I very faintly remember the days when I came to Delhi in the late seventies of the last century. But still, I remember a lot of green areas all around the city. Even the colony where I settled had lots of tree life everywhere and lots of happy bird life. I was always woken up by music every morning composed mainly of bird soundings. In fact it was that time only that I got hooked to bird – watching.
Even now when I sit with few seniors who have been living in Delhi from sixties and seventies, their stories of seeing wild animals and hearing their sounds in our colony itself makes a virtual colourful jungle scene in front of my eyes.
Yes friends, there was a time in history when what we know as Delhi was covered with thick forests teeming with wild-life. But much of this forest cover of the sprawling Capital and its satellite cities have now been converted into is a deafening concrete jungle of towering buildings, road and incessantly honking vehicles.
Yet, the city boasts of being one of the greenest Capitals in the world as the last vestiges of the forests continue to hold their own within this urban jungle. Only next to Kenyan Capital of Nairobi, Delhi has a sizeable forest cover that is home to a fair population of wildlife. Spread over a total area that could cover 6,000 football fields, the urban forests are fighting for survival as land sharks continue to snipe at their roots.
The longest stretch of forests in the city is the Ridge that extends from Southeast at Tughlaqabad, near the Bhati mines, tapering off the north Wazirabad on the river Yamuna. This 7,777 hectare reserved forest area not just lends a natural beauty but helps clean the city air. No wonder, one can term the Ridge area, the lungs of the city.
The Jahanpanah Forest in South Delhi, spreading over 800 acres, is a popular fitness destination for residents of nearby localities. The Asola-Bhatti Wildlife Sanctuary is a protected area in the Southern Ridge. Then there are 26 areas notified as protected forests, according to the Delhi Government’s forest department. The department has over the year raised plantations in village (Gaon Sabha) and government lands and maintains them as city forests. There are 13 old city forests to which new city forests are added, the department of forest and wildlife says in its website.
But is everything fine with the forests of Delhi? At first glance everything may look quite good. But ground reality, if environmentalist and experts are to be believed, is not so rosy. Apart from the natural forests, those forest regions that were once planted to make Delhi beautiful and protect it from desertification and help cover its ruins are reeling under a lot of pressure and have a fair chance for extinction. With every passing decade the size of the forest region is shrinking very rapidly, thanks to development plans for the city. Not only this, an acute shortage of staff in the forest department makes this region very vulnerable from encroachers and hard to manage. Scant security also makes it ideal for criminals and criminal activities in these isolated forests.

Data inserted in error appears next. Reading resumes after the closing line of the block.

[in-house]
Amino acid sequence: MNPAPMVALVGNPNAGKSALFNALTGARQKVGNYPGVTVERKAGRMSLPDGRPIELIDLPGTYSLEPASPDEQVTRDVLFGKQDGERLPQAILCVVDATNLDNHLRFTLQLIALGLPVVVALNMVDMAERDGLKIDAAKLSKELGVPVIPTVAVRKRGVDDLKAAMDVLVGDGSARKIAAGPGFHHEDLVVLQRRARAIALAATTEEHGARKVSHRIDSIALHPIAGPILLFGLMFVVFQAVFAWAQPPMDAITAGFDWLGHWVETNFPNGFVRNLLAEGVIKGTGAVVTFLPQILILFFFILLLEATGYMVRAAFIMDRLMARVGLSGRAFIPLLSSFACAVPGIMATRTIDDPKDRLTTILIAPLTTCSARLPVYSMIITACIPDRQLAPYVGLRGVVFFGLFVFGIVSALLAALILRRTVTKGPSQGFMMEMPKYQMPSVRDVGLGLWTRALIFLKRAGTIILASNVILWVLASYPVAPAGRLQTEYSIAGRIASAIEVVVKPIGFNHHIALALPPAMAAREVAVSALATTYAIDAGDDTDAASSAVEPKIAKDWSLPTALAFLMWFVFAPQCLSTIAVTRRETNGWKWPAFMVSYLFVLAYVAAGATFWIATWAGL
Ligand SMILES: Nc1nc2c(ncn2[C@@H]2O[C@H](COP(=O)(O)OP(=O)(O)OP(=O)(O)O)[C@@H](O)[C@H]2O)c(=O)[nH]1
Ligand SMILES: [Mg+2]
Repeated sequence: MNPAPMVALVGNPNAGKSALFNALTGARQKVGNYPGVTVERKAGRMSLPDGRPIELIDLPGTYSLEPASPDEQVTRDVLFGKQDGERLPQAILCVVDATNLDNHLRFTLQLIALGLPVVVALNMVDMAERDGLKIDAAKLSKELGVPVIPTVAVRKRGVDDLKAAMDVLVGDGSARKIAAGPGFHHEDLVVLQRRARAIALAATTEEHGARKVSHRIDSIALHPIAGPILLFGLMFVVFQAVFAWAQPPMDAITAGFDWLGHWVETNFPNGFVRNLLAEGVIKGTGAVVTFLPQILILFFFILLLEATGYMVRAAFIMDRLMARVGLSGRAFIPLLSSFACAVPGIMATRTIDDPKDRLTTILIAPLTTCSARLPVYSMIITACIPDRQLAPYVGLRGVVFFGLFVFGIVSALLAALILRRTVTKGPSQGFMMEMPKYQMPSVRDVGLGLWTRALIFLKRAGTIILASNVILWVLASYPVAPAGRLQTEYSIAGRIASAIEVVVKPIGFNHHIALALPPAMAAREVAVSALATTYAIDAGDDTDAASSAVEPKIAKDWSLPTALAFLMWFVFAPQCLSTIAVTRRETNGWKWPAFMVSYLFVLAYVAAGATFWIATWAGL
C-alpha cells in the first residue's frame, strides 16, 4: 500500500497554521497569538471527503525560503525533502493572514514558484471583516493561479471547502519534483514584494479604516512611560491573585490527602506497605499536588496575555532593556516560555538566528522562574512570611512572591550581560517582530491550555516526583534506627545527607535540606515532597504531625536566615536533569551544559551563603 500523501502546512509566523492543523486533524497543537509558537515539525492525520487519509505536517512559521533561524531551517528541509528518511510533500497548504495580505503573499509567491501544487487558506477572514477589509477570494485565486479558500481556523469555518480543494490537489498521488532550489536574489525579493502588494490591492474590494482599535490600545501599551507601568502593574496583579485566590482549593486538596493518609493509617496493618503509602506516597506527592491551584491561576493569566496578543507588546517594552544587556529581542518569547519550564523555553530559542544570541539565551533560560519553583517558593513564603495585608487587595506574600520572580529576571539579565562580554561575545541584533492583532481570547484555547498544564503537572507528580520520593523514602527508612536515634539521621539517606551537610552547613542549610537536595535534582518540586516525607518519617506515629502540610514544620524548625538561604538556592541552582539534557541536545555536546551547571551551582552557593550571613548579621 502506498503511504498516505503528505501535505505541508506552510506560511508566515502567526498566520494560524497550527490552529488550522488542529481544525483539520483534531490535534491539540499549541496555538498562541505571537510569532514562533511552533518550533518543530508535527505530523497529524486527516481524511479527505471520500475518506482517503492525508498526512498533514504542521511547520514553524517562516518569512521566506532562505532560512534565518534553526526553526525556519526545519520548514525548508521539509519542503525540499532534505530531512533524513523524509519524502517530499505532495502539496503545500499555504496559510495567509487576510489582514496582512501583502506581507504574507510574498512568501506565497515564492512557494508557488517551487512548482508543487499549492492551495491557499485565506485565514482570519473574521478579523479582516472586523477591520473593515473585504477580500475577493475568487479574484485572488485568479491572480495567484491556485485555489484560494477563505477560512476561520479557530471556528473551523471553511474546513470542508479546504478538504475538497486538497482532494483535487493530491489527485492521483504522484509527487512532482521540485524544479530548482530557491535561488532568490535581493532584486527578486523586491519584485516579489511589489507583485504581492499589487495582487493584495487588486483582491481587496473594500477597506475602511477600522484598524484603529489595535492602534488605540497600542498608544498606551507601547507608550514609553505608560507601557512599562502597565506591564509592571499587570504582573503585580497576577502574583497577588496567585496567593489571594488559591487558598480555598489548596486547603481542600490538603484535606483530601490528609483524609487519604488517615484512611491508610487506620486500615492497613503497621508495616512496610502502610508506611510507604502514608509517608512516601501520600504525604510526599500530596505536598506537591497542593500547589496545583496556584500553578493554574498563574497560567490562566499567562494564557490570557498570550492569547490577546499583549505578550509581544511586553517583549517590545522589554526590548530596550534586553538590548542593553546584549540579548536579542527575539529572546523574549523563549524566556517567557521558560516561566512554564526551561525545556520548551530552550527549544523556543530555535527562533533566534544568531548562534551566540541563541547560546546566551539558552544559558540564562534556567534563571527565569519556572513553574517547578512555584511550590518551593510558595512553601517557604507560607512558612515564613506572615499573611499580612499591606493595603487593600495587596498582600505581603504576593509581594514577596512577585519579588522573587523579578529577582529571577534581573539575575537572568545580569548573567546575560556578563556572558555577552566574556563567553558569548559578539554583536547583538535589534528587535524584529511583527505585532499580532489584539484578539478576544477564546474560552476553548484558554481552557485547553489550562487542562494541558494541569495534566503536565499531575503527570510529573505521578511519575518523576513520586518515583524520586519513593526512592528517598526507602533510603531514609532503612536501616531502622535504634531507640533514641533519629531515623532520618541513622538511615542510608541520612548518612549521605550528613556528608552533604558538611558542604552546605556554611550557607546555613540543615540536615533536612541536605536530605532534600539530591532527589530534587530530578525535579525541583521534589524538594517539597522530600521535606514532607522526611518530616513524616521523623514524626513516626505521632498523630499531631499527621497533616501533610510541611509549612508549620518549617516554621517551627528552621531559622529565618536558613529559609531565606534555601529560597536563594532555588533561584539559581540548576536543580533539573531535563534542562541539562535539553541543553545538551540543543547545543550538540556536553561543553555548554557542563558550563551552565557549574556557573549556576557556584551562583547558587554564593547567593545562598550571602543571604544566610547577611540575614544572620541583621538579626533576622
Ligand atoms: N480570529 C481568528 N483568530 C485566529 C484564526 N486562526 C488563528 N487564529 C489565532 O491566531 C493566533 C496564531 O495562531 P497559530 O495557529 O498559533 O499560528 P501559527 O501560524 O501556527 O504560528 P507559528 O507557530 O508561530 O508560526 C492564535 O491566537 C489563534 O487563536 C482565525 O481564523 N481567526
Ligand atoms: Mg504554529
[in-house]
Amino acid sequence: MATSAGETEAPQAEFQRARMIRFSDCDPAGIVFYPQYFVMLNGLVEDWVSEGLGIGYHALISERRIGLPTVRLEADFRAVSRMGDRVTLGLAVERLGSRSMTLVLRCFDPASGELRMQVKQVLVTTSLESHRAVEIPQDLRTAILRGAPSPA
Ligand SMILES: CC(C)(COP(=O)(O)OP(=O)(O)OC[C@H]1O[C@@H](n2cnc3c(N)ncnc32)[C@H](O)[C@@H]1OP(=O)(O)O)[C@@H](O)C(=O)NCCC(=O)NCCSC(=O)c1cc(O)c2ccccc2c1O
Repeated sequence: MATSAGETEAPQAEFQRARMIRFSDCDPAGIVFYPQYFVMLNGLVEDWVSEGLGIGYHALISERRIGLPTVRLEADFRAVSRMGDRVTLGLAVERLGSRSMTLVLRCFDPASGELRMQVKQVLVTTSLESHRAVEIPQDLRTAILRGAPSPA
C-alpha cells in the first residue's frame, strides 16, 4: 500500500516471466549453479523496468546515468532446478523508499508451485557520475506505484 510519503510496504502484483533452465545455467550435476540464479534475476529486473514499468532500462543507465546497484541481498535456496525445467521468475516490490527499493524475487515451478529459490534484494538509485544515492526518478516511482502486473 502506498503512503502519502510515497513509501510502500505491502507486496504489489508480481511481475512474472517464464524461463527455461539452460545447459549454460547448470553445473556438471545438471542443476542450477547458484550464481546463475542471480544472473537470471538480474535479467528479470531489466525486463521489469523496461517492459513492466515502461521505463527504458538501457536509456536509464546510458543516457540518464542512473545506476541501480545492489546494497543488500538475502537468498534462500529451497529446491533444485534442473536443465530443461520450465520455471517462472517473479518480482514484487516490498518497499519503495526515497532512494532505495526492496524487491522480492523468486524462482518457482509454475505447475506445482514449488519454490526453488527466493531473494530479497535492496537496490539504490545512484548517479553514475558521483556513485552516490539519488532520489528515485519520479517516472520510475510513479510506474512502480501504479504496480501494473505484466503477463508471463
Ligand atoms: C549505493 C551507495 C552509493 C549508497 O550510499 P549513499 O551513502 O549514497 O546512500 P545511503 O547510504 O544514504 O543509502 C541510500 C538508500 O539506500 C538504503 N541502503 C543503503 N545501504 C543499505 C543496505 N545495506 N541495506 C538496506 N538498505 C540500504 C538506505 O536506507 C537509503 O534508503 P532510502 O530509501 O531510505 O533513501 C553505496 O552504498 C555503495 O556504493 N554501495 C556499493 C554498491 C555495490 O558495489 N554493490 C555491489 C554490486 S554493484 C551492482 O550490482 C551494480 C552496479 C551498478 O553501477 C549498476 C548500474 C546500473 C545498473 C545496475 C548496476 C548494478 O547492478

The process of development is not the recent phenomenon. The downfall of Ridge forest started in 1920-30, when a massive development was taking place in the Capital. A large portion of Ridge near Delhi University was blasted to provide land to make colonies and business premises. The Karol Bagh area is a result of this. There were several other cases of deforestation due to development.
Then post-Independence the fast growing population of Delhi put a lot of stress on the natural resources of the city and the area under forest cover started diminishing. The main problem started post-independence, where Delhi became a hub of development. A large portion of the Ridge was then swallowed up, note environmentalists. Not only this, the forest lands are normally used as dumping grounds for construction material of concrete, cement, plastic and garbage. This was so rampant that by 1990s, Delhi was on the verge of becoming an ecological disaster – its green cover area was depleting and the Yamuna had become little more than a sewage canal for industrial effluents. Thanks to some landmark court cases, including M C Mehta vs Union of India case, the city forests got a lifeline. No construction can now be done in future on forest areas.
When it comes to development, agencies become quite insensitive. Nobody thinks about Delhi forest or saving trees. They are in hurry to lay new roads, Metro lines and power transmission lines, says environmentalist lawyer M C Mehta. Even after the Supreme Court order a lot of construction has taken place in this Ridge area. Take for example, CRPF site at Ghitorni Metro Station or on your way to Surajkund, you will find many trees have been cut down.
The lawyer also questioned the official facts and figures, which shown an increment in the city`s green cover. “ Who says, green land has increased in the Capital? It is nothing like this. They have played with the facts and figures. What they are counting is all the trees everywhere, not in the jungle area. The jungle area has depleted very fast. If you don`t believe check the satellite picture,“ said M C Mehta.
But the story and comments with the govt dept is as usual – “There is nothing wrong”. There is widespread dumping of garbage and construction waste materials in several forest areas. All the area is well fenced. However, some anti-social elements dump waste inside. ‘We will take care of it,’ is the general reply from every government official.